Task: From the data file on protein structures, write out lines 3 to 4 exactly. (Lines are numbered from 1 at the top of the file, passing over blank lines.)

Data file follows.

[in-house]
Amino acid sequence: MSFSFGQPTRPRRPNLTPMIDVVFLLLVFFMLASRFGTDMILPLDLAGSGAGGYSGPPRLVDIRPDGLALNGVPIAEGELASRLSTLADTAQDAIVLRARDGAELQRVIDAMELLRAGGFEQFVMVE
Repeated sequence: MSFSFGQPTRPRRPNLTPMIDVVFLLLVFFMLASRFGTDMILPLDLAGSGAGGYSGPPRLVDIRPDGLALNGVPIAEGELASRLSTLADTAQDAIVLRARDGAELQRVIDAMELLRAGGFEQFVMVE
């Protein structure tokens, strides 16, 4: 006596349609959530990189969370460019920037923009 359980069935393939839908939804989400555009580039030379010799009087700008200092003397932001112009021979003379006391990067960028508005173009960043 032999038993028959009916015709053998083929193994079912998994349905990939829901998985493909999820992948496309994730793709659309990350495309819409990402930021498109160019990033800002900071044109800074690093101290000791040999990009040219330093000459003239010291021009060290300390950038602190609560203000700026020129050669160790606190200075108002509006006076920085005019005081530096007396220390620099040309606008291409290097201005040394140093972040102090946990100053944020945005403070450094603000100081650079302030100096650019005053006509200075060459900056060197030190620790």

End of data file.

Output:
Repeated sequence: MSFSFGQPTRPRRPNLTPMIDVVFLLLVFFMLASRFGTDMILPLDLAGSGAGGYSGPPRLVDIRPDGLALNGVPIAEGELASRLSTLADTAQDAIVLRARDGAELQRVIDAMELLRAGGFEQFVMVE
């Protein structure tokens, strides 16, 4: 006596349609959530990189969370460019920037923009 359980069935393939839908939804989400555009580039030379010799009087700008200092003397932001112009021979003379006391990067960028508005173009960043 032999038993028959009916015709053998083929193994079912998994349905990939829901998985493909999820992948496309994730793709659309990350495309819409990402930021498109160019990033800002900071044109800074690093101290000791040999990009040219330093000459003239010291021009060290300390950038602190609560203000700026020129050669160790606190200075108002509006006076920085005019005081530096007396220390620099040309606008291409290097201005040394140093972040102090946990100053944020945005403070450094603000100081650079302030100096650019005053006509200075060459900056060197030190620790």